Clause 4 of ISO 45001:2018 focusses the organisation on defining what it is and does, and on what can affect its ability to manage its occupational health and safety responsibilities to achieve desired outcomes.
The organisation must understand the internal and external issues that can impact in a positive or negative manner on its health and safety performance including organisational culture and structure, and the external environment including cultural, social, political, legal, financial, technological, economic, market competition and natural factors of significance to its performance.
The company will be required to identify all relevant internal and external issues including conditions, characteristics or changing circumstances that can affect its occupational health and safety management system and then address those that require further attention.
An understanding of the organisation and its context can be achieved at a strategic level by using techniques such as Strengths, Weaknesses, Opportunities and Threats (SWOT) analysis, and Political, Economic, Social, Technological, Legal, and Environmental (PESTLE) analysis.
Being certified to ISO 14001:2015 and ISO 9001:2015 we were fortunate in that we already had developed an understanding of our organisation and its context in order to satisfy the requirements of these two standards. Our context document is based on a PESTLE/SWOT analysis, which we updated to include occupational health and safety issues.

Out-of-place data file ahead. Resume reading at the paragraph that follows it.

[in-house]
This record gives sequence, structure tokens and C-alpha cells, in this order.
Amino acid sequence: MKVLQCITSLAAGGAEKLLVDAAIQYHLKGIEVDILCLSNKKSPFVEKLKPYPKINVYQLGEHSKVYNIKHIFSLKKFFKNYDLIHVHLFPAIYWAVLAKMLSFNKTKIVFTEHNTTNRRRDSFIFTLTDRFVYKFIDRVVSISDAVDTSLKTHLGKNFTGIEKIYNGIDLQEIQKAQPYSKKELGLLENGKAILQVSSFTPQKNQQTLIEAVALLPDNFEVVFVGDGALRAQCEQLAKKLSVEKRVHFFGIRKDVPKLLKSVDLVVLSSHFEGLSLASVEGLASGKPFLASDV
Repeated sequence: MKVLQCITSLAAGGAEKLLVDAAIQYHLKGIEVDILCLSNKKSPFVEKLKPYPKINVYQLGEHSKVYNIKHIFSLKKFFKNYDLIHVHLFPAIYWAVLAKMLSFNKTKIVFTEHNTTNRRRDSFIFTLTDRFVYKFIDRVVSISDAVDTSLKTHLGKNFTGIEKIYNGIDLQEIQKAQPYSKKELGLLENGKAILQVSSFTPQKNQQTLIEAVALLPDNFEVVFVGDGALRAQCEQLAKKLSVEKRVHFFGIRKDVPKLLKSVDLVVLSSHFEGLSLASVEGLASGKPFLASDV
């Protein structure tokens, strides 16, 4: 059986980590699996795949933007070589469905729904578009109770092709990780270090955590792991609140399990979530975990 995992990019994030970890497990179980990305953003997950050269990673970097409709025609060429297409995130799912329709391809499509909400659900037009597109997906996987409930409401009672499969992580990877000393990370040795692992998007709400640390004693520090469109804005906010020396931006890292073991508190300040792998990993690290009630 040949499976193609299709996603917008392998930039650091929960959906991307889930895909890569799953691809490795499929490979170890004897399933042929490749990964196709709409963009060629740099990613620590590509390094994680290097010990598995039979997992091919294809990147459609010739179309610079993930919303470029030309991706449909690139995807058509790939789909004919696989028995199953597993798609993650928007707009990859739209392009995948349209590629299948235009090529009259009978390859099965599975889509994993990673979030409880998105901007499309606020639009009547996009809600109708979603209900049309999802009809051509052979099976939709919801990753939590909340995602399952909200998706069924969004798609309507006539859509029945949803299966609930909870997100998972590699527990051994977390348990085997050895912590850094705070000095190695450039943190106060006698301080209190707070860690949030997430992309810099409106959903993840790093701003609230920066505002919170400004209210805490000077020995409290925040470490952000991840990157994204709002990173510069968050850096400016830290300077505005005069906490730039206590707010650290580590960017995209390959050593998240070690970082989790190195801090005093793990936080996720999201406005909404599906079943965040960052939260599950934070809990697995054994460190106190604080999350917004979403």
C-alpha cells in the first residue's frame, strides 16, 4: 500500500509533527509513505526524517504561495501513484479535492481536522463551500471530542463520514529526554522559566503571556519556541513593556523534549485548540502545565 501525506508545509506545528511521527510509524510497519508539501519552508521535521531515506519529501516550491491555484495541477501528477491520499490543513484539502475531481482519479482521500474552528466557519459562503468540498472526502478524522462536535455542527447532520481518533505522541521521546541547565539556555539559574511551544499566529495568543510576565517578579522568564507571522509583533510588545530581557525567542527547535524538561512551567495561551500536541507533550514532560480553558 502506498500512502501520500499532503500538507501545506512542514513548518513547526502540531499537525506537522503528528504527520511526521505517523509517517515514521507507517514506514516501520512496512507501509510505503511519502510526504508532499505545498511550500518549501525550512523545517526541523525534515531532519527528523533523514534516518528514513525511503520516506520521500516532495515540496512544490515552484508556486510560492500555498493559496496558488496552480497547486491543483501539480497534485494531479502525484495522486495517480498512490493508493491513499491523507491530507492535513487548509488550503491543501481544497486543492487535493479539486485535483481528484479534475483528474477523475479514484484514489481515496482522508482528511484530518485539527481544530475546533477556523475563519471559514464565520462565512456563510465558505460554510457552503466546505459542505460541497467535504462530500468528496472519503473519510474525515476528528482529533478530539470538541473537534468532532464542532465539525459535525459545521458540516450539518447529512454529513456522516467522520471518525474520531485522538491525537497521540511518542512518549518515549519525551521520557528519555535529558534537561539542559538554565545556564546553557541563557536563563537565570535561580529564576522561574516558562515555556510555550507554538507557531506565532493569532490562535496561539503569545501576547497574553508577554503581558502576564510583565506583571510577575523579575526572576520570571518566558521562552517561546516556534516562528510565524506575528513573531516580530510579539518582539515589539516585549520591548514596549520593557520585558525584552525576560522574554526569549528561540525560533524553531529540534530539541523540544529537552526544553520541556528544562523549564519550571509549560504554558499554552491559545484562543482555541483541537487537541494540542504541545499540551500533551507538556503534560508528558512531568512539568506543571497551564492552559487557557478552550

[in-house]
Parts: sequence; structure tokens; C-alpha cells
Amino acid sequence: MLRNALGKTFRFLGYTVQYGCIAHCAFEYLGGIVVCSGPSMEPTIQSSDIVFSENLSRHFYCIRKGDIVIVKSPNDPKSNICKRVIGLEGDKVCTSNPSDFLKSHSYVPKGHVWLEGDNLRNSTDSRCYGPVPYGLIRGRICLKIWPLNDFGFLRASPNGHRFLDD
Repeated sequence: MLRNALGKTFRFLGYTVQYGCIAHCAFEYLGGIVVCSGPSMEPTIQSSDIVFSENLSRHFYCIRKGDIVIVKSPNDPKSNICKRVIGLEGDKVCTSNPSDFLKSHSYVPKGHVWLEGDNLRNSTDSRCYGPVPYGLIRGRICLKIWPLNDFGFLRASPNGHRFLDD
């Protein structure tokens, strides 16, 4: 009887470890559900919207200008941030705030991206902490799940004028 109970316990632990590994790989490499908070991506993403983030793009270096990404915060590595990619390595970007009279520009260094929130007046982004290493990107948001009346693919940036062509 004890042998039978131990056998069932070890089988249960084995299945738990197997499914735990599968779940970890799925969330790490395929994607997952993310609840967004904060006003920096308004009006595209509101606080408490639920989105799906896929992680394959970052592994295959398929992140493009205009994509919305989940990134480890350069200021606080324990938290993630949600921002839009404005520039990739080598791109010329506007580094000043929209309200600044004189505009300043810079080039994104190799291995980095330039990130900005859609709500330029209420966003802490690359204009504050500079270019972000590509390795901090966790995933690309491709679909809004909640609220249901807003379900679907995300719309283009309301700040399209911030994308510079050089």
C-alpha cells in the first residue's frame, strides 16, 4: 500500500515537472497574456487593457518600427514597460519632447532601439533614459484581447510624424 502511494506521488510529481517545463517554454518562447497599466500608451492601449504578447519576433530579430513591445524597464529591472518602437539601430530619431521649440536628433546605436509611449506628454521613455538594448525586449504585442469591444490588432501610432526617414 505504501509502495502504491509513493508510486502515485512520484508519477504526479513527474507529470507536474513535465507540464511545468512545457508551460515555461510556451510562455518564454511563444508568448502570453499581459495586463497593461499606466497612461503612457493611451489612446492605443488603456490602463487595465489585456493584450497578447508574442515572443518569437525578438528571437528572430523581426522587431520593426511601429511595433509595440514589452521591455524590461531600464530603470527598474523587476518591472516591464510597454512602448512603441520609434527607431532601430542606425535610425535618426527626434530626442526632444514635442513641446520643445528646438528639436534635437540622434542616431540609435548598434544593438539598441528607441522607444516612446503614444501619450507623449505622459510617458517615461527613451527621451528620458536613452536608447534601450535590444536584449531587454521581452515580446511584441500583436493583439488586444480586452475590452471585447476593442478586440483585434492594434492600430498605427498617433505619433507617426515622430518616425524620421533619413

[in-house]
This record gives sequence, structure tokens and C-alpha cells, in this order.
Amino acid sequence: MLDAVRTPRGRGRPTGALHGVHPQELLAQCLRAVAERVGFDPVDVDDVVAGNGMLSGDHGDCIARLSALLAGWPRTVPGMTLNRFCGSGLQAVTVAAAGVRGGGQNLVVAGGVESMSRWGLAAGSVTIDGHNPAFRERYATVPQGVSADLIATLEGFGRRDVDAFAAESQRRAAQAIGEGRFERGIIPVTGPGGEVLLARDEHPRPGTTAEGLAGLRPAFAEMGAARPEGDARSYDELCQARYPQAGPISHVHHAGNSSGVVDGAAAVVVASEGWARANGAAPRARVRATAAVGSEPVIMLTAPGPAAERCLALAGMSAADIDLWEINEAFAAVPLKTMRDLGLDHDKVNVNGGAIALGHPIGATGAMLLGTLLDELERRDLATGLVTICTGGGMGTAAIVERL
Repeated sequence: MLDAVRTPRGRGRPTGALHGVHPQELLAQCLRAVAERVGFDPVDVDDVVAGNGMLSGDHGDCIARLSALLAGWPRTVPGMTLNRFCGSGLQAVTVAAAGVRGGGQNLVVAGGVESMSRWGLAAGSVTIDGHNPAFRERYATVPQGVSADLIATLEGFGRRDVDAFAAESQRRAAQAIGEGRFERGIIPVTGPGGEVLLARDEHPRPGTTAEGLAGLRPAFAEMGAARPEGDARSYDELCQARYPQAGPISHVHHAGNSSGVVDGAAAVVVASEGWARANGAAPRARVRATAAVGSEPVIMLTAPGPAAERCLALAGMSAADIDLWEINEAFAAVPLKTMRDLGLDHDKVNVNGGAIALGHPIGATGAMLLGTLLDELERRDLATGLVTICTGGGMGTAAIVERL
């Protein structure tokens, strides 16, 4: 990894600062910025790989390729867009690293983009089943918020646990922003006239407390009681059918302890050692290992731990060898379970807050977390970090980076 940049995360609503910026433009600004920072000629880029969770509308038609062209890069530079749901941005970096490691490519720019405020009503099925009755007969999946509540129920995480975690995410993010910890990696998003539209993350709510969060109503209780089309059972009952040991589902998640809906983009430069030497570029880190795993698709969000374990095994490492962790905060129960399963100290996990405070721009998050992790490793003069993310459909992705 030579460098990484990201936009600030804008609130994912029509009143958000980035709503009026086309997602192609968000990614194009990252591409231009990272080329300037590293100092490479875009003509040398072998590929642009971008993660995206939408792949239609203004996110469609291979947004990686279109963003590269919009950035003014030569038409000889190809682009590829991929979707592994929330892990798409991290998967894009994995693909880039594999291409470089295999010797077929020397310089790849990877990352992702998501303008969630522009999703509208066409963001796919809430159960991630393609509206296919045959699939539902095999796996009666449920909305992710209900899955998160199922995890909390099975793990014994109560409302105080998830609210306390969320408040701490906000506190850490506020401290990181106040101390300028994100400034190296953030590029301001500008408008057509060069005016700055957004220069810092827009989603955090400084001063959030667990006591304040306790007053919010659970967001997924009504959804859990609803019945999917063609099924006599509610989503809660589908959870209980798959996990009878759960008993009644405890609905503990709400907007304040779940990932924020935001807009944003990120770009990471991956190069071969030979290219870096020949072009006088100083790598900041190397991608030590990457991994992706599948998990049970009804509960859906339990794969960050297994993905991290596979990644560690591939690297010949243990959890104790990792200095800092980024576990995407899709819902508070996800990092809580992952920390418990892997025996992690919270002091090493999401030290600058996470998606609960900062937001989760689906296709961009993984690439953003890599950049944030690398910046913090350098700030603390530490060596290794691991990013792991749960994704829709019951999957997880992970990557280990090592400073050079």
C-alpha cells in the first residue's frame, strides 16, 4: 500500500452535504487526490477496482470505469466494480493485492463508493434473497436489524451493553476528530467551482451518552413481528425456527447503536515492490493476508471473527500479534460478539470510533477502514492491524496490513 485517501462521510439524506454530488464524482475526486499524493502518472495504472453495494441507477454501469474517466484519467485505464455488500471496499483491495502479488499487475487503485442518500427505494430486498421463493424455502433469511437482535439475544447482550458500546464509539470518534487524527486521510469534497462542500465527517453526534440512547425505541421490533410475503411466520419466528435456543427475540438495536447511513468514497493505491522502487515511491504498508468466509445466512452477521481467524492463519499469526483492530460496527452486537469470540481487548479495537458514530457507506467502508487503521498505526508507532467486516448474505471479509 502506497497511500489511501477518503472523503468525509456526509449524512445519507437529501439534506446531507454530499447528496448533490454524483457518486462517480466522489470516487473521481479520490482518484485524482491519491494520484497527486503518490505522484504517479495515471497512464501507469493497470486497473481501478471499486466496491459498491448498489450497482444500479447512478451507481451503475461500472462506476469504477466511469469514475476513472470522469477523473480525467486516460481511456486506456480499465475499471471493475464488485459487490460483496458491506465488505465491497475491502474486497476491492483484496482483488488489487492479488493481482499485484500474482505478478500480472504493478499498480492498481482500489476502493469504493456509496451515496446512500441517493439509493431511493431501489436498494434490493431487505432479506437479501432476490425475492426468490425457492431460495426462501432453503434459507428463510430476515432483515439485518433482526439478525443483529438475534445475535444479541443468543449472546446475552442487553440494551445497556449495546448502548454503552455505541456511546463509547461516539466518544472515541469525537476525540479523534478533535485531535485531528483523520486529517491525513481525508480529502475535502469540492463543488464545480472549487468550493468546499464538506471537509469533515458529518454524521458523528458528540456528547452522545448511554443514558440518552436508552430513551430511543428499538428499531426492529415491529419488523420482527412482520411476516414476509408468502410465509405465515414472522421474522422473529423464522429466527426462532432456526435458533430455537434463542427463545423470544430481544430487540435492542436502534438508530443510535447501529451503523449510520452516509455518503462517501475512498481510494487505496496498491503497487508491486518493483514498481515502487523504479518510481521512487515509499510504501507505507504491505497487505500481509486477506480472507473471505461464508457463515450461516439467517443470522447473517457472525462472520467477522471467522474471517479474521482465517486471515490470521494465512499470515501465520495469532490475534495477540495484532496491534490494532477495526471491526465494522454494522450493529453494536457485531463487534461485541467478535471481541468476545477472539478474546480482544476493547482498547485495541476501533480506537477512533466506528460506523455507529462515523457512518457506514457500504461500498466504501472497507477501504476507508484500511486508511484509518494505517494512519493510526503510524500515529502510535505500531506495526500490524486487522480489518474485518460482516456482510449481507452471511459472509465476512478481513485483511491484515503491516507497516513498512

We then had to identify interested parties and their needs and expectations. ISO 45001 defines an interested party or stakeholder as “a person or organisation that can affect, be affected by, or perceive itself to be affected by a decision or activity”.
Obviously, Antaris employees are the most significant interested party where occupational health and safety is concerned but we also had to consider partners (such as SQT Training Ltd), contractors, visitors to our company and the general public.
Once we had determined and assessed our internal and external issues and identified the needs and expectations of relevant interested parties, we then defined the boundaries and applicability of our OH&S management system. In our case the scope of the OH&SMS included the whole organisation, including training and consultancy projects on client sites.
Finally, we were required to establish, implement, maintain and continually improve our OH&S management system, including the processes needed and their interactions. We will describe in subsequent blogs how we went about doing that and how we ensured that OH&S requirements are aligned and integrated with our management practices and business processes.
Submitted by our training partner Antaris
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